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Alan L Johnson, Potbelly Corporation - President, CEO & Director [3]

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Thanks, Matt. Good afternoon, everyone, and thank you for joining the call. Almost a year ago to the day, I delivered my first earnings call as CEO of Potbelly, where I outlined my key priorities to significantly improve our performance in what I considered to be a transition year for Potbelly.

Our goals for 2018 were to learn what it takes to positively impact same-store sales, learn how to positively impact traffic, and learn how to drive industry-beating traffic trends. To get there, we needed to challenge ourselves to innovate, act with urgency, execute flawlessly but also be willing to take thoughtful risks and if necessary, fail fast.

With the support of the senior leadership team, the board, the dedicated professionals at the Support Center and most importantly, our shop associates, who are open and hungry for change, I believe we accomplished these goals.

It is clear that there's still much work ahead, but we are pleased with our performance in 2018 as we took significant steps forward and made solid progress towards the execution of our turnaround plan to reposition the company to return to profitable growth.

Our financial results for the year came in modestly ahead of our expectations, as we delivered same-store sales of negative 1.4%, which reflects a significant 380 basis points improvement in traffic trends year-over-year; and adjusted earnings per diluted share of $0.29, both of which were ahead of our revised guidance.

For the fourth quarter, we delivered adjusted earnings per share of $0.05 and same-store sales of negative 1.7%, which reflects a significant 270 basis points improvement in traffic trends year-over-year. The 2-year same-store sales stack of negative 4.1% was the best quarter of the year. Furthermore, we outperformed industry traffic trends for the second consecutive quarter. When we contrast our performance against Black Box, fast casual industry trends for just our markets. This is particularly notable when you consider that we achieved this result despite a deliberate reduction in our marketing spend in the fourth quarter.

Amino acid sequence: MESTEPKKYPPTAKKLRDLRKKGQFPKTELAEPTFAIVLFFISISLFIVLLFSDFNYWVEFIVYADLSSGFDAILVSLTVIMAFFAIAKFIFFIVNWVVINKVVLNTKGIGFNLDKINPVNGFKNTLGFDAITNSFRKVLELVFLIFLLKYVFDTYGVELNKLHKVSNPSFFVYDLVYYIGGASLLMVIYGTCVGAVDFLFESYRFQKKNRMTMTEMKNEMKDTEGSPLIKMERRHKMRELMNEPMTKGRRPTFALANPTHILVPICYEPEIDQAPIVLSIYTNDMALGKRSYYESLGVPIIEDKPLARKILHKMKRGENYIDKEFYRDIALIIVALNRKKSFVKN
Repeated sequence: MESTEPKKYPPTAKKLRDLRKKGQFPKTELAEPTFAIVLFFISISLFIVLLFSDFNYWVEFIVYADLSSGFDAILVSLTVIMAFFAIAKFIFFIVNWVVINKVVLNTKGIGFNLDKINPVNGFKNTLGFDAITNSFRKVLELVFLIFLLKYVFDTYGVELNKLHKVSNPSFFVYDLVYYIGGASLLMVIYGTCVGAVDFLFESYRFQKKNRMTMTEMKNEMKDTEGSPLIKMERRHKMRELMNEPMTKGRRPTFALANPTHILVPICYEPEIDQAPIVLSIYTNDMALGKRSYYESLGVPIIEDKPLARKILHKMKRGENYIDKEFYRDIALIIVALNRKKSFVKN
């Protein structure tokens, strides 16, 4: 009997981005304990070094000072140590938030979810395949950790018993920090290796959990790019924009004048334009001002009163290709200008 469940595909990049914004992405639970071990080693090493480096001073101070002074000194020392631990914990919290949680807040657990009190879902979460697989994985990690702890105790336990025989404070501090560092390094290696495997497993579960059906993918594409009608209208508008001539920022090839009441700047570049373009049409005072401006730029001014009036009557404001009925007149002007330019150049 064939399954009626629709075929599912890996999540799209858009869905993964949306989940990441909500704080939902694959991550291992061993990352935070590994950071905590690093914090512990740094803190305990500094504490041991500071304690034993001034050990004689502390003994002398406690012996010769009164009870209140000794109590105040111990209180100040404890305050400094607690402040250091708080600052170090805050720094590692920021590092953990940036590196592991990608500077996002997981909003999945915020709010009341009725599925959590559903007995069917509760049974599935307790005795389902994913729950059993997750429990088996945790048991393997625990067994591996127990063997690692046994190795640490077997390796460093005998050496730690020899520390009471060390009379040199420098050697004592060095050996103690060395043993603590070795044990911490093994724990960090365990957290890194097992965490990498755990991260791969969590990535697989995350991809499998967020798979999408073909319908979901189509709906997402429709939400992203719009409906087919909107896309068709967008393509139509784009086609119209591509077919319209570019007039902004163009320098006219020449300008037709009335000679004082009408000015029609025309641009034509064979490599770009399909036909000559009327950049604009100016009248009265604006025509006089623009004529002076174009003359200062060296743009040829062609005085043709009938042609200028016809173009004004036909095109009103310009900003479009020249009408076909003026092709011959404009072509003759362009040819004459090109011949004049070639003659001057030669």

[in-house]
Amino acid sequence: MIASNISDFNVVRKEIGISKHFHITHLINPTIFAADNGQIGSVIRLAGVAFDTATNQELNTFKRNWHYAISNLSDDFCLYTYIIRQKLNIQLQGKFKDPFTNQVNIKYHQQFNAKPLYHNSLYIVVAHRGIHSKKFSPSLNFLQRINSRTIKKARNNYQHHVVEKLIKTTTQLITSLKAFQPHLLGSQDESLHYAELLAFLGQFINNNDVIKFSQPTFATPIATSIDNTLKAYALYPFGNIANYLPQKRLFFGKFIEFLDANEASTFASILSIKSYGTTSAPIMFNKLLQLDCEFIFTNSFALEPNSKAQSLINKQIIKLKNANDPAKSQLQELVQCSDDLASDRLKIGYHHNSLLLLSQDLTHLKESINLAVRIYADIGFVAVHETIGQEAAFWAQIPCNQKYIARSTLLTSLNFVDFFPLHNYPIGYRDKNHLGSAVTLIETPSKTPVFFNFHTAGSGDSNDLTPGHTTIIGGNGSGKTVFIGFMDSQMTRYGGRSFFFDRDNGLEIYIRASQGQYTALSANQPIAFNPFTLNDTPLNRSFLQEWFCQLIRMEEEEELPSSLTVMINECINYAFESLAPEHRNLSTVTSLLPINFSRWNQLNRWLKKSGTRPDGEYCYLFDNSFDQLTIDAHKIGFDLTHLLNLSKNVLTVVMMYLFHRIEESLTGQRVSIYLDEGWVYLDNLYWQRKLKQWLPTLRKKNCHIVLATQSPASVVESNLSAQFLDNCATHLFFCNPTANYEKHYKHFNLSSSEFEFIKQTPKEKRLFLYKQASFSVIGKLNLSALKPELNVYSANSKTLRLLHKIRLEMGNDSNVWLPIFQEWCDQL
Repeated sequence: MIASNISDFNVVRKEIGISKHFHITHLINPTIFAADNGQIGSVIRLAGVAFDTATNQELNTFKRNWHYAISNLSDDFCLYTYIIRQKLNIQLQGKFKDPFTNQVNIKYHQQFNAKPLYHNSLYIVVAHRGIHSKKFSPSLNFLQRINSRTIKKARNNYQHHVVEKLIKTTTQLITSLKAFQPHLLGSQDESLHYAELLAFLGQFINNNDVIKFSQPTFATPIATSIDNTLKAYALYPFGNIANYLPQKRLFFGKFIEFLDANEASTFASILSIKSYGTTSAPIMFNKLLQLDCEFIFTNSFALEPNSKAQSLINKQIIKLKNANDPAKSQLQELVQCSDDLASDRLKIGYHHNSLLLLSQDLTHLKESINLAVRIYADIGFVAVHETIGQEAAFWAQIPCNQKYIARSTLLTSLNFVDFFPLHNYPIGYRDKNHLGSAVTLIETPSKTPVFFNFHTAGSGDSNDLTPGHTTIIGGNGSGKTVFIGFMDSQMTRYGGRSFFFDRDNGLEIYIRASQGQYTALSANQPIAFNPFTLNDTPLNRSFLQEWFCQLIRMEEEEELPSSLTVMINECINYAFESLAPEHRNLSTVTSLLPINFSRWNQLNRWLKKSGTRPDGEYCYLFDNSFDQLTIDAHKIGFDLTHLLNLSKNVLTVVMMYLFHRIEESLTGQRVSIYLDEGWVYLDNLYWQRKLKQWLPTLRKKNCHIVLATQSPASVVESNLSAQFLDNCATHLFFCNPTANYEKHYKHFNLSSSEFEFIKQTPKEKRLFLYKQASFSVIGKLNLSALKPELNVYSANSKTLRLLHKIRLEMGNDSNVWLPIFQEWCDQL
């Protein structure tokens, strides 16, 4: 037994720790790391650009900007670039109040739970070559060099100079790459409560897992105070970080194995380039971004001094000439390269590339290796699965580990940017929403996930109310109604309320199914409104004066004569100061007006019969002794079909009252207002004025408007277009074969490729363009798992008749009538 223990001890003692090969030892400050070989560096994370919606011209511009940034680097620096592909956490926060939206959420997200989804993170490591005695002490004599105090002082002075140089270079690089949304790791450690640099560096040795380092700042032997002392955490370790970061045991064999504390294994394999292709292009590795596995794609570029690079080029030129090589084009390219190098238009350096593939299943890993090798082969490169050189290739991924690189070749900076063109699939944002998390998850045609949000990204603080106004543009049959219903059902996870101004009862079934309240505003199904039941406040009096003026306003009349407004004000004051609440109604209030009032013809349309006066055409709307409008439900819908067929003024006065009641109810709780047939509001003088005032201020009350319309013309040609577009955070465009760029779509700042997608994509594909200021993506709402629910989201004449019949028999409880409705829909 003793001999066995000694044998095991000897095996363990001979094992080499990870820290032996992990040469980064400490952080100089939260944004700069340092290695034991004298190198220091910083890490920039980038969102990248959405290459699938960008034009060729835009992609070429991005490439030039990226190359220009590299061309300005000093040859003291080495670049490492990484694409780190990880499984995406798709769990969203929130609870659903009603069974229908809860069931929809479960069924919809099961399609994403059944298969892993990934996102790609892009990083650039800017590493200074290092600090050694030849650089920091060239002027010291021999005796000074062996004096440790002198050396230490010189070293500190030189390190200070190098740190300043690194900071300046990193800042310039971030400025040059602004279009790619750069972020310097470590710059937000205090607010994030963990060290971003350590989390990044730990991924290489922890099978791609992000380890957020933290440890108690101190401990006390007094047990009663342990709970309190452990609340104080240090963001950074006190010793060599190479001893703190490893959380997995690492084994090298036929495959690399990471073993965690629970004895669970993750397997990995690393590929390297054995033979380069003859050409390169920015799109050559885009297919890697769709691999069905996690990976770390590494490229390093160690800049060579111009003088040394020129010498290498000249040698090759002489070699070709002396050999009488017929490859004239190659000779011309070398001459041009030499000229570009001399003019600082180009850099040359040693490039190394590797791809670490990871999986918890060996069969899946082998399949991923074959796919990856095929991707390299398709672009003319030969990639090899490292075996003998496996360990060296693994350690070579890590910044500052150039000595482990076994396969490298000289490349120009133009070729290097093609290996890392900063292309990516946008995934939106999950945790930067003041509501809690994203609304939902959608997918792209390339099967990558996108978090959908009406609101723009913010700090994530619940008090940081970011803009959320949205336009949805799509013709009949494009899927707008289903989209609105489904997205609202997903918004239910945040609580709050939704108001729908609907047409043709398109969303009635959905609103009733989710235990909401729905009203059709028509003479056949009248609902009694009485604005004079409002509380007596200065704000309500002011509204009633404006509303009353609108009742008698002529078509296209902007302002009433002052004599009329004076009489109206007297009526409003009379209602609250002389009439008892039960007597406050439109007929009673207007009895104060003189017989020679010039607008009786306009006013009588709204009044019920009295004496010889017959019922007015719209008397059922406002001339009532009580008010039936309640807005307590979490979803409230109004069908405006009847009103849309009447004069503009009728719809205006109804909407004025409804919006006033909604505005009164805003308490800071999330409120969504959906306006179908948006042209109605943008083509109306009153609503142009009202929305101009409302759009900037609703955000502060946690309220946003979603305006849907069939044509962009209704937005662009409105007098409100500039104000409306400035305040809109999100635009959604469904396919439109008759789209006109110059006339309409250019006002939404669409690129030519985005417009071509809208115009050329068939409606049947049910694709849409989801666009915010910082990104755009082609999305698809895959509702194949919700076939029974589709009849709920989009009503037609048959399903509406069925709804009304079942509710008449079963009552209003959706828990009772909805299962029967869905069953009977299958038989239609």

Particularly during turnaround going through transition, I believe there are times where it is essential to have the discipline to slow down in order to speed up. And we took a bit of a pause in the fourth quarter to evaluate the significant traffic building initiatives we tested and deployed in the second and third quarters as we focus on striking the right balance to drive profitable growth.

Tom will walk you through our financial results in greater detail later in the call. As this is our year-end earnings call, I would like to spend a few minutes to review our key business learnings for 2018, which has built the foundation for our disciplined growth strategy in 2019.

First, we focused on hiring the right team with the skill set and experience required to successfully execute our turnaround strategy. We also took the opportunity to examine how we were organized and in a number of cases, restructured to ensure we got closer to our customers.